After she gained her independence, despite that fact that most countries refused to recognize and trade with Haiti, she remained true to her ideals of liberty for all mankind. Unsurprisingly, Haiti opened her arms to the Latin American’s liberator, Simon Bolivar when no other nations dared to help him. Once Bolivar arrived in Haiti in December 1815, Haitian president, Alexandre Pétion provided him with shelter, money, and weapons, which enabled him to quell foreign dominance in many Latin American countries. To that extent, Haiti helped several countries to gain their independence including Bolivia, Equator, Venezuela, Colombia, Peru, and Chile. Astonishingly, Bolivar would later deny Haiti’s recognition as an independent and sovereign nation. Thus, Bolivar sided with slave-holding nations instead of Haiti that provided him with needed and unparalleled help. This level of hypocrisy and betrayal is not foreign to Haiti, as they have marred the entire existence of this “Black” nation.


Haiti took her independence from France in 1804 on the battle ground and through blood. The valiant Haitian soldiers fought and fulfilled the concept of freedom and human rights. They have abolished slavery and created a country where people were no longer considered as properties. Where the powerful European nations and the United States failed, the small, yet great nation of Haiti made of freed slaves had fully implemented the notion of liberty for all human beings regardless of the color of their skin. It is understandable and judicious that Frederick Douglass called Haiti “the greatest teacher of them all.” Such a marvelous achievement should have been celebrated throughout the so called “civilized world.”  But instead, Haiti was embargoed and vilified for the very ideals and values that those nations had professed to uphold.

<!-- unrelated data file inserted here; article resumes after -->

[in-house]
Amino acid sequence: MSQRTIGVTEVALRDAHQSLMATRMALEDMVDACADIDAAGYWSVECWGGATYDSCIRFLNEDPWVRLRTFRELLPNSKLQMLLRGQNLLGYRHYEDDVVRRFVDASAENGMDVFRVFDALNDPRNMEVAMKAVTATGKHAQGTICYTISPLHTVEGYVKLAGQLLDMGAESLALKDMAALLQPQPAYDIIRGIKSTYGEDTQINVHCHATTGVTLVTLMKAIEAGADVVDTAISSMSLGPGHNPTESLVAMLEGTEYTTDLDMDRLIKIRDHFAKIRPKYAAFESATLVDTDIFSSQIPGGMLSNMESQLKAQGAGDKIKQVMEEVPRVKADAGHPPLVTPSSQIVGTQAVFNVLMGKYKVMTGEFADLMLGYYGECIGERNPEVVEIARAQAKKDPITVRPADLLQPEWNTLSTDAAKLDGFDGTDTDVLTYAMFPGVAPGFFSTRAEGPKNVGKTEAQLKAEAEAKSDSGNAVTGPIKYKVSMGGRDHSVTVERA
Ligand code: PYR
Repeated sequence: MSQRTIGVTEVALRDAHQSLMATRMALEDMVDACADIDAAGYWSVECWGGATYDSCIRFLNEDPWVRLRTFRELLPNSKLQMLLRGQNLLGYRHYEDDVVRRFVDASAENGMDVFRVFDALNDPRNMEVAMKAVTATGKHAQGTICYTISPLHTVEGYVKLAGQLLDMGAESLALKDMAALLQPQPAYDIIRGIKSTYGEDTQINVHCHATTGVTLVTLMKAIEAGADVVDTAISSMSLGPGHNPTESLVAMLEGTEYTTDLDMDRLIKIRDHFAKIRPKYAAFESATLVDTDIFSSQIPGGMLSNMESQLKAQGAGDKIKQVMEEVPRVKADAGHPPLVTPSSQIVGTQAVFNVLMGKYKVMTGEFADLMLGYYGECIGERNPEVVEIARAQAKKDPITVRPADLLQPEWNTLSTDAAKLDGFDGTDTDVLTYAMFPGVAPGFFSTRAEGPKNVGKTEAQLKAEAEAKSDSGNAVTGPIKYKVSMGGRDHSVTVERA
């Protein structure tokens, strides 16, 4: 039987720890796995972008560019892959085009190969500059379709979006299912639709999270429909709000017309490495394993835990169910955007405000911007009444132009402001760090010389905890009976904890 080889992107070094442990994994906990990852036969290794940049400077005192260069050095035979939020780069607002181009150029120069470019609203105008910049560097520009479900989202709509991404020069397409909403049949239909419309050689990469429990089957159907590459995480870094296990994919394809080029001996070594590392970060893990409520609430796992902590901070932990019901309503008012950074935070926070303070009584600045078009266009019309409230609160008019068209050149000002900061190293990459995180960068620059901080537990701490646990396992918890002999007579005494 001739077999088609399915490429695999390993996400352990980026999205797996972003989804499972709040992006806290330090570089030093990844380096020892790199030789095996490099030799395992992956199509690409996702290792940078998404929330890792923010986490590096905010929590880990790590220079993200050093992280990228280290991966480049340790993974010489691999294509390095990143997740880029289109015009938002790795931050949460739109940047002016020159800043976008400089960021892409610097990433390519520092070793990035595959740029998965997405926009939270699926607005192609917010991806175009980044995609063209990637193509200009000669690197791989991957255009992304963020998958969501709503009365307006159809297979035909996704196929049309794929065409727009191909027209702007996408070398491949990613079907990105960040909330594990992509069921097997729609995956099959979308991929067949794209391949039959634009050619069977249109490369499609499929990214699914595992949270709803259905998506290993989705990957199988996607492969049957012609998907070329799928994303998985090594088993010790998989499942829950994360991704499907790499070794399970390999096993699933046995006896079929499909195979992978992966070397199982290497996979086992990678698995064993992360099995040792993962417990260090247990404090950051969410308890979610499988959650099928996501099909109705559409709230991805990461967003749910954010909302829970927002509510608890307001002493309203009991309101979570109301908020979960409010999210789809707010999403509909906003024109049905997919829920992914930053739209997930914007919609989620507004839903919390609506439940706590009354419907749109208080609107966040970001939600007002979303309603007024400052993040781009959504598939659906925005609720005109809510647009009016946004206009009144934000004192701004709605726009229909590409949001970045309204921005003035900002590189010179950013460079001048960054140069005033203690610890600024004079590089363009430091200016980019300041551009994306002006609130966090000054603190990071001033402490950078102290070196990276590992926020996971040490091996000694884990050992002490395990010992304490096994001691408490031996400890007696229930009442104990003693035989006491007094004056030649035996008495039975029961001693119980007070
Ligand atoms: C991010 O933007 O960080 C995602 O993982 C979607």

As grandiose as the Haitian revolution was, that magical spring was short-lived.  France had imposed an indemnity unto Haiti. The newly freed nation was forced to pay the equivalence of more than $12 billion USD to France—A deadly blow that crippled the country’s economy ever since. Many have argued that France must pay that money back to Haiti. The racist posture and treatment of the slave-holding nations toward Haiti would turn the “Pearl of the Antilles,” as the French used to call it, into a fertile ground for political instability and endless turmoil. Such antecedents have, without question, a lot to do with Haiti’s current socio-economic and political situation that we shall not fail to recognize and understand. Needless to say, those foreign policies and attitudes toward this suffering nation, in many ways, have not been changed.


*Georges Bossous, Jr. is a Former Candidate for Florida State Representative and currently President of the Haitian American Leadership Initiative. He is also the Founder and CEO of Word and Action, Inc.

Written by Georges Bossous, Jr.

KUOMagazine’s News/Kulture Journalist

Founder/Executive Director/CEO of Word & Action, Inc.

Host of Caribbean Straight Talk TV Show

Article Published: January 1, 2021